(Rich Galen, Mullings) – It appears as if the President-elect is going to continue to be Donald J. Trump. From the Tweets he cranks out commenting on what he’s seen on TV – often while he’s watching what’s on TV – to the random phone calls with foreign leaders, to his picks for major Cabinet positions.
On the latter, it seems to me that a pattern has emerged: The President-elect wants people who have been as successful in their professional careers as he has been in his.
When Trump said of Sen. John McCain in July 2015 at an event in Iowa:
“He’s not a war hero. He was a war hero because he was captured. I like people who weren’t captured.”
Putting aside the fact that we believed that was going to be the end of the Trump campaign, we now better understand what he meant. He can’t accept – much less honor – failure.
Trump is astonishingly successful. He likes to associate himself with people he considers his peers – others who have been astonishingly successful. In business? A Billionaire. In the military? A flag officer. I assume there will be high-level appointees who are successful: writers – Pulitzer Prize winners; academics – Nobel Laureates; show business people – Emmy, Grammy, and Oscar winners (but not Tony awards. The cast and audience at “Hamilton” was mean to VP-elect Mike Pence).
Donald Trump’s end-running the State Department by making and accepting calls from heads of state? Same thing. He will soon be their peer.
There have been rumors since the earliest days of the Trump campaign that once Trump got it in his head that someone was “low energy,” their days in Trump Tower were numbered, usually in single digits.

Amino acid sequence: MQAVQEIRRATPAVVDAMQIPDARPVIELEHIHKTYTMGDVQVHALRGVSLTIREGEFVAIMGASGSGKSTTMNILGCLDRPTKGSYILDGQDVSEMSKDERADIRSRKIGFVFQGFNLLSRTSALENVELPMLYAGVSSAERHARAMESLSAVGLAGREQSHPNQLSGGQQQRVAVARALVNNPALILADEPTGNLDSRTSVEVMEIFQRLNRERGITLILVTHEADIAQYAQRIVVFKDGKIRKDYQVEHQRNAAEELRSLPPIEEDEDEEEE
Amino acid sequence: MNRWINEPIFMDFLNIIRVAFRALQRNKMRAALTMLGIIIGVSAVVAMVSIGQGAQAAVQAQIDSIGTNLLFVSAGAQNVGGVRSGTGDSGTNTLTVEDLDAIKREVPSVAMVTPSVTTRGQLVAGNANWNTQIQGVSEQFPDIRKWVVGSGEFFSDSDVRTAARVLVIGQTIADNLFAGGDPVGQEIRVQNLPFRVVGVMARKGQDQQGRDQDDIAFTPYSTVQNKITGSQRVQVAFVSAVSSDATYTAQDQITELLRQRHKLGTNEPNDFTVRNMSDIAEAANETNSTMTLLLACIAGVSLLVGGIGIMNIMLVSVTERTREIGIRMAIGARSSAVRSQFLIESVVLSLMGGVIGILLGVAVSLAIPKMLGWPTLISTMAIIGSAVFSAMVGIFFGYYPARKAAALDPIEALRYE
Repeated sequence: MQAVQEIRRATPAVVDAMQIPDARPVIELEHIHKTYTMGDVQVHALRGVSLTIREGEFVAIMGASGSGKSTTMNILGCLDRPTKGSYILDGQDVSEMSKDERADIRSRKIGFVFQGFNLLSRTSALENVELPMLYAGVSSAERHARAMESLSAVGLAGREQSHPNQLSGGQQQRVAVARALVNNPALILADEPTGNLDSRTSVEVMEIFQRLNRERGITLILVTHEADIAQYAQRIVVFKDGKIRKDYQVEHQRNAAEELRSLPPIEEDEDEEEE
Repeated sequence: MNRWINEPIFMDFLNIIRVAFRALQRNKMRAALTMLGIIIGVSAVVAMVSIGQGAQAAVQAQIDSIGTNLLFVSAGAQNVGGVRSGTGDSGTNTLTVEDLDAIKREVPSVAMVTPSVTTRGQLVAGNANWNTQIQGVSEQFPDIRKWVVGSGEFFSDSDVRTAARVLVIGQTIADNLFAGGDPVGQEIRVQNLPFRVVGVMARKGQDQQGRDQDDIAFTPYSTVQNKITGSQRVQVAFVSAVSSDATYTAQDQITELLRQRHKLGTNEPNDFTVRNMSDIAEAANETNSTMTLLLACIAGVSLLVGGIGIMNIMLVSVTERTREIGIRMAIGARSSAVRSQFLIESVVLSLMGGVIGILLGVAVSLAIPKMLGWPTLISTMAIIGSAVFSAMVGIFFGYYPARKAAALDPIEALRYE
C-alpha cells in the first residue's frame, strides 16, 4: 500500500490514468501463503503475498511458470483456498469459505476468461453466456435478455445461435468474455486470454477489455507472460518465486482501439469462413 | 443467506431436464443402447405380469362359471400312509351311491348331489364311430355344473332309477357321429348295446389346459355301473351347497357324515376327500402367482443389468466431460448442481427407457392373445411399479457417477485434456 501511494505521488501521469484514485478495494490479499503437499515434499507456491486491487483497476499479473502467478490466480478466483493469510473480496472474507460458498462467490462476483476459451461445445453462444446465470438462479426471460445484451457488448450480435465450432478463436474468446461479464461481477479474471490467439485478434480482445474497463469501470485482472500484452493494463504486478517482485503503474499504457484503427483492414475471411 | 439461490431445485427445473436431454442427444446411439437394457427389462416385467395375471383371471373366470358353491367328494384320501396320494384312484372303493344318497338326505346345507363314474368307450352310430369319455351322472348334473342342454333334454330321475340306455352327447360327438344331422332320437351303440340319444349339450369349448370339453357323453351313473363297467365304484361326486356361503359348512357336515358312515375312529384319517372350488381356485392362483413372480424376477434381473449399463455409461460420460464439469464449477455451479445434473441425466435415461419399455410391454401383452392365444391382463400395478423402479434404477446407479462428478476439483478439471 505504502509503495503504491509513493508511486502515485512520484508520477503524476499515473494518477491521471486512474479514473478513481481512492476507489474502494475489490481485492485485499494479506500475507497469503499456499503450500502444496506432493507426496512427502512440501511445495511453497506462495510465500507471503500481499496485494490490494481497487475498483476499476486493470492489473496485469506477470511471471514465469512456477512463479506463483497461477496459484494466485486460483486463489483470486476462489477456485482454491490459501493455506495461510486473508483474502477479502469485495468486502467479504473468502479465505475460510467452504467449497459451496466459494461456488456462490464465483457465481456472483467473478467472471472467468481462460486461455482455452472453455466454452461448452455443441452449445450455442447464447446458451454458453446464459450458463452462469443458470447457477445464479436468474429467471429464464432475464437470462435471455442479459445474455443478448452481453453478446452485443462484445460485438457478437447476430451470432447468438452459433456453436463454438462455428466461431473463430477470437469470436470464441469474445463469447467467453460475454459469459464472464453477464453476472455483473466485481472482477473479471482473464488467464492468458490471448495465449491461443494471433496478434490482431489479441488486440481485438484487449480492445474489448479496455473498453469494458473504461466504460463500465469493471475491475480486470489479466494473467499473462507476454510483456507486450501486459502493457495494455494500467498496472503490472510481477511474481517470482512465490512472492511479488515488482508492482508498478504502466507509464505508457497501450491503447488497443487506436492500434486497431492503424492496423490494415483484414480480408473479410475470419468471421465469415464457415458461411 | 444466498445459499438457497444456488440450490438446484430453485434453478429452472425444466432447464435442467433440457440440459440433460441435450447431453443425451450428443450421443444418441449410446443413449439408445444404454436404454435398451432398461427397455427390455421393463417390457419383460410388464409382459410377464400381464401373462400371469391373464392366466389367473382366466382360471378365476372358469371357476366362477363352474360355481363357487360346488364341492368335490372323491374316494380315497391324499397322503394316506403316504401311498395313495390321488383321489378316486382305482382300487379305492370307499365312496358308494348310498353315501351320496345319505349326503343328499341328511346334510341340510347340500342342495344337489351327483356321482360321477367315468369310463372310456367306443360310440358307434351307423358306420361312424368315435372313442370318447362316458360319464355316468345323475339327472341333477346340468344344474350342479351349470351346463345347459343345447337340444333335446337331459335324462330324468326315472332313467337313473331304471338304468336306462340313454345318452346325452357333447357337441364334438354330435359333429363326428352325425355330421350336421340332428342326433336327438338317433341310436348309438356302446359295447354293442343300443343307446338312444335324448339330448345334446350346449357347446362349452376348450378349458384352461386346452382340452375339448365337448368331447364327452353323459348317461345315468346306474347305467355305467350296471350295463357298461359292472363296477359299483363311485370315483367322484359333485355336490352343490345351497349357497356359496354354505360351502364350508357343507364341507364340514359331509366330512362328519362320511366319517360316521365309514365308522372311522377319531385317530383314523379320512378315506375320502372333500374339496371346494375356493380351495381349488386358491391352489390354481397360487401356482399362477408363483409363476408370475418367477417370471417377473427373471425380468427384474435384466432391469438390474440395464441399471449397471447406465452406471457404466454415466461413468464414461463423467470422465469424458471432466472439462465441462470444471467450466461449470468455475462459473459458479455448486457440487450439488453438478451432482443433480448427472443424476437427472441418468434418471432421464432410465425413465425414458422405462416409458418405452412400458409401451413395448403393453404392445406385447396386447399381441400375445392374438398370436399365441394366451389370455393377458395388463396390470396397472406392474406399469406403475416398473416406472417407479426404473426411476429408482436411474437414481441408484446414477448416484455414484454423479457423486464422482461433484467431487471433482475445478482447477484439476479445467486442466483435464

The press will wring its collective hands at the announcement of just about every appointment – unless they are of and from Washington and, thus, known to the national press corp.
Trump’s business interests have been problematic from the moment he announced his candidacy. As he has said time and time again, selling huge buildings and expensive golf course around the world isn’t like calling your broker and selling off some stock.
Nevertheless, when he announced that his lawyers were working on a way to back away from running the Trump Organization and that he and his children would hold a press conference on December 15 to explain how they were going to do it.
Every news cycle since that has demanded details right now about how it is going to work. On top of that, tax experts have weighed in on how he might owe not millions, but billions of dollars in capital gains taxes if this isn’t handled exactly right.
As we all know, the ethics laws that apply everyone from Cabinet officers to Deputy Junior Assistant Subordinated Secretary in the Department of Lawns and Gardens, do not apply to the President or Vice President of the United States.
So, Trump doesn’t actually have to do anything but it is clear that every person who pays $2,000 for a ticket to a fundraiser and waits in line for an hour to get their photo taken with President Trump will be accused have done it to curry favor with the Trump Administration.
That’s why anyone pays $2,000 for a ticket to a fundraiser but the business tentacles of a former Community Organizer do not have the reach of a billionaire developer.
I am in no position to pass judgement on the appointments the President-elect has made thus are or will – if the reporting is correct – he will make on Tuesday, but there is a certain dream-like quality to some of them.
Generals and Billionaires. Could be a new lyric for “Lookin’ Out My Back Door”
Tambourines and elephants are playing in the band
Won’t you take a ride on the flyin’ spoon?
Doo, doo doo
Wond’rous apparition, provided by magician
Doo doo doo lookin’ out my back door